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The American Journal of Managed Care June 2018
Prevalence and Predictors of Hypoglycemia in South Korea
Sun-Young Park, PhD; Eun Jin Jang, PhD; Ju-Young Shin, PhD; Min-Young Lee, PhD; Donguk Kim, PhD; and Eui-Kyung Lee, PhD
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Annie Lintzenich Andrews, MD, MSCR; Daniel Brinton, MHA, MAR; Kit N. Simpson, DrPH; and Annie N. Simpson, PhD
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Placement of Selected New FDA-Approved Drugs in Medicare Part D Formularies, 2009-2013
Bruce C. Stuart, PhD; Sarah E. Tom, PhD; Michelle Choi, PharmD; Abree Johnson, MS; Kai Sun, MS; Danya Qato, PhD; Engels N. Obi, PhD; Christopher Zacker, PhD; Yujin Park, PharmD; and Steve Arcona, PhD
Assessing Markers From Ambulatory Laboratory Tests for Predicting High-Risk Patients
Klaus W. Lemke, PhD; Kimberly A. Gudzune, MD, MPH; Hadi Kharrazi, MD, PhD, MHI; and Jonathan P. Weiner, DrPH
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Adam L. Sharp, MD, MS; Ernest Shen, PhD; Yi-Lin Wu, MS; Adeline Wong, MPH; Michael Menchine, MD, MS; Michael H. Kanter, MD; and Michael K. Gould, MD, MS
Cost Sharing for Antiepileptic Drugs: Medication Utilization and Health Plan Costs
Nina R. Joyce, PhD; Jesse Fishman, PharmD; Sarah Green, BA; David M. Labiner, MD; Imane Wild, PhD, MBA; and David C. Grabowski, PhD

Placement of Selected New FDA-Approved Drugs in Medicare Part D Formularies, 2009-2013

Bruce C. Stuart, PhD; Sarah E. Tom, PhD; Michelle Choi, PharmD; Abree Johnson, MS; Kai Sun, MS; Danya Qato, PhD; Engels N. Obi, PhD; Christopher Zacker, PhD; Yujin Park, PharmD; and Steve Arcona, PhD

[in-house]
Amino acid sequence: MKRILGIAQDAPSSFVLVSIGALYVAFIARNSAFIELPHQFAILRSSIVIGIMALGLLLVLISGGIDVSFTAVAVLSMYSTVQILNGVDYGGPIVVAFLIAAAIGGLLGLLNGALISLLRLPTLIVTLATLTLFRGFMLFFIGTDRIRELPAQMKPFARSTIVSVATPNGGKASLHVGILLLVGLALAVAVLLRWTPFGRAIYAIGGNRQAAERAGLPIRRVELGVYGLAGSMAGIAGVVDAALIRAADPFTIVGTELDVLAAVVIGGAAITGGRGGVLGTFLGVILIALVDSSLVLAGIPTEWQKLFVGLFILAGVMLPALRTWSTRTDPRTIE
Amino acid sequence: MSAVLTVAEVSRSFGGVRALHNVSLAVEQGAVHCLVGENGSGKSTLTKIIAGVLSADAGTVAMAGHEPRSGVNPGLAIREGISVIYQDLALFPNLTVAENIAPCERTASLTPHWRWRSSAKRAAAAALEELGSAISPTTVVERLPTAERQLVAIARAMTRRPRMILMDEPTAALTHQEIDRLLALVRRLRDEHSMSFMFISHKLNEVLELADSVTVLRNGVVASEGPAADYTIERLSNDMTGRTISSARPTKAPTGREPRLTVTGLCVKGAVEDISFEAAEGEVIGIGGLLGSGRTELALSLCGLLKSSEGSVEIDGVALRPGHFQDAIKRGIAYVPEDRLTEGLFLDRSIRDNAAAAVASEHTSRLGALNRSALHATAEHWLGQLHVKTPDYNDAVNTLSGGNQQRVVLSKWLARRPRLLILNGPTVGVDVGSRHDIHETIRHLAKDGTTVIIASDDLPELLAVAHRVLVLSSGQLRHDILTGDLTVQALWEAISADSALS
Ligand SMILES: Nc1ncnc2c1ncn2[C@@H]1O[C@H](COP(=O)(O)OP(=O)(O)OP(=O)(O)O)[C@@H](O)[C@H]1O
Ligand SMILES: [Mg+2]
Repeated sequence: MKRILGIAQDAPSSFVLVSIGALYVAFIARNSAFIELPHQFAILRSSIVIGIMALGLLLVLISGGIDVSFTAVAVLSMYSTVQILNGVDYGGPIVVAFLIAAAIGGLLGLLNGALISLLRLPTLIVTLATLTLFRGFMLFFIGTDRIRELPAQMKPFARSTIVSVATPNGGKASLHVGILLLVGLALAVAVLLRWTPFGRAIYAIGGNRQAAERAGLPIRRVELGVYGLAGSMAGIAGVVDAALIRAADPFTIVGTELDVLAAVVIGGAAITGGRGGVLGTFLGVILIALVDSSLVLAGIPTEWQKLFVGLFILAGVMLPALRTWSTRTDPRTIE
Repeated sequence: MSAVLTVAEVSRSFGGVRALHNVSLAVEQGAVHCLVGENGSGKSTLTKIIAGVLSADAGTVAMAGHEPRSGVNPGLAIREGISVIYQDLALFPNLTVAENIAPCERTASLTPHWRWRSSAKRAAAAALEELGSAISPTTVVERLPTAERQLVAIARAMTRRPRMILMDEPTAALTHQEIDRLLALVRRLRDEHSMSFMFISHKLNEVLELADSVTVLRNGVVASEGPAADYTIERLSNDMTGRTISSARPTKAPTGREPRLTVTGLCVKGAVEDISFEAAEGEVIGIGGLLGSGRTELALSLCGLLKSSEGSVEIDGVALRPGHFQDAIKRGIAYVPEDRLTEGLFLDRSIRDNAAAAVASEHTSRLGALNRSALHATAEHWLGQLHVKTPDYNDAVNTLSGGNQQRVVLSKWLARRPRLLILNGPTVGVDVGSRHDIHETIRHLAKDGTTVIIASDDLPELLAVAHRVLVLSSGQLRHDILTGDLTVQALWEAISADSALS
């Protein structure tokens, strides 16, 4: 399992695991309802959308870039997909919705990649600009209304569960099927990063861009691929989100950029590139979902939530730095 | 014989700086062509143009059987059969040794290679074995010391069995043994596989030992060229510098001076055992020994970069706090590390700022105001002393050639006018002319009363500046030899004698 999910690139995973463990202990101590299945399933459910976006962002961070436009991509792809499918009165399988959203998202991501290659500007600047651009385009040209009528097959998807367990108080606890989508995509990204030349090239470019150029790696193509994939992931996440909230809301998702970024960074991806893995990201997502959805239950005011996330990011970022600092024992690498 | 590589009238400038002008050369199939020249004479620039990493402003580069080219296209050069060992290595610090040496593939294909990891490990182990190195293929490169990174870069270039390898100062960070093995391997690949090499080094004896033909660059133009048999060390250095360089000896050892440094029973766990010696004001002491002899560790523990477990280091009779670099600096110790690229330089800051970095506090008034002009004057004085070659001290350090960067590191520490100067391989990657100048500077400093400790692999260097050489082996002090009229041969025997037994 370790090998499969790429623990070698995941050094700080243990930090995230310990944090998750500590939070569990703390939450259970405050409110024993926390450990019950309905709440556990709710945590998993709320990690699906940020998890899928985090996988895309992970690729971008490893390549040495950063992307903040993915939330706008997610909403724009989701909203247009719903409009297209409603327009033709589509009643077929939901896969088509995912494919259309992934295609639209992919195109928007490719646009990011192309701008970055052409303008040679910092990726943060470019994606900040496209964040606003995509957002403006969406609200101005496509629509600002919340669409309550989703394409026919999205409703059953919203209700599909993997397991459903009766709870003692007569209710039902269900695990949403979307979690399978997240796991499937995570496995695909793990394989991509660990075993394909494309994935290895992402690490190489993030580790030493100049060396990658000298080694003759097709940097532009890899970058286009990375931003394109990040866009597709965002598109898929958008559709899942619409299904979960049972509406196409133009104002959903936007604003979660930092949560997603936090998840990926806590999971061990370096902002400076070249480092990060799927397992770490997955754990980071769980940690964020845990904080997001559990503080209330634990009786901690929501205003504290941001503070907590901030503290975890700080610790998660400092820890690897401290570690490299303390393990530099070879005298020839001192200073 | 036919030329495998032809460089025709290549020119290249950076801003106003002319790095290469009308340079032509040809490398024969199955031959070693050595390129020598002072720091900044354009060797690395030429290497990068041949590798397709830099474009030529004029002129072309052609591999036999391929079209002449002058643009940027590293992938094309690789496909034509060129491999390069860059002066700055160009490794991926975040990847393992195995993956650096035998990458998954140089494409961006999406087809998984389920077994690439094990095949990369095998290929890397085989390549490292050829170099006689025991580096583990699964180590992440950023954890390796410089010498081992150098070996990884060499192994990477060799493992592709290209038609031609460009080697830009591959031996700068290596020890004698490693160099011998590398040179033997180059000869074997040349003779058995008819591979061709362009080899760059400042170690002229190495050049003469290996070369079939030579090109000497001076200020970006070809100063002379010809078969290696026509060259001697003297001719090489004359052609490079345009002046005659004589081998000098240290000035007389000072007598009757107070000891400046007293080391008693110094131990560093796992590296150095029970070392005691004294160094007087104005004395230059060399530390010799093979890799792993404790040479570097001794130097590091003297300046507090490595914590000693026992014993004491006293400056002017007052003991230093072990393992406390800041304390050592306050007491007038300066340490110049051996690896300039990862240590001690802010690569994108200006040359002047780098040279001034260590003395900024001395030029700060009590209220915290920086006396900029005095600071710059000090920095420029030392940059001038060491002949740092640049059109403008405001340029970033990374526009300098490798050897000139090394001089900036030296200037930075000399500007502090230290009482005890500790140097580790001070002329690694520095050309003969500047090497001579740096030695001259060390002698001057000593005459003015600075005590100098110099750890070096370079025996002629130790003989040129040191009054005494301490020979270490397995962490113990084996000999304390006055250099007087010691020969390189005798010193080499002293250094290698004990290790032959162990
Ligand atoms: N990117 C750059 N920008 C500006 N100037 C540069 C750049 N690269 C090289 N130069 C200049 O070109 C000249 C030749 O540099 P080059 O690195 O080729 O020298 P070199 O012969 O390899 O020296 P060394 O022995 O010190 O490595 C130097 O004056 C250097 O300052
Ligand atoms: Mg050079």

There is significant heterogeneity in formulary placement and restrictions on new drug approvals in the Part D marketplace.
Data Sources, Sample Selection, and Study Variables

Primary data for the study were obtained from CMS monthly formulary files for all Part D plans from 2009 through 2014. The formulary files were supplemented with annual Part D plan characteristics from CMS Part D landscape files. Data on drug approvals and National Drug Code (NDC) assignments were obtained from the FDA.7

To ensure consistent tracking of all time-related variables, we restricted the sample to 863 Part D plans with continuous CMS contracts over the study period (from 3728 plans in 2009 decreasing to 2660 in 2013). Continuity of contracts was determined based on unique identification (ID) numbers assigned to each Part D plan. Some plans had such short CMS contracts that we could not assess duration of formulary placement for most drugs of interest. Other contracts had gaps in coverage or changed sponsor-level names, making it impossible to accurately align formulary coverage and plan characteristics over time. The selected plans had a total Part D enrollment of 10 million in December 2009. By December 2013, enrollment in these plans reached 16.6 million, representing approximately 50% of total Medicare Part D enrollment that year.

The CMS monthly formulary files assign other unique ID numbers to each formulary. These numbers change every time there is a modification in formulary coverage, such as placing a newly approved drug. This means that, over time, all Part D plans have many formulary IDs. It was for this reason that we used the plan rather than the formulary as our unit of observation, recognizing that multiple plans may use the same formulary at any given time.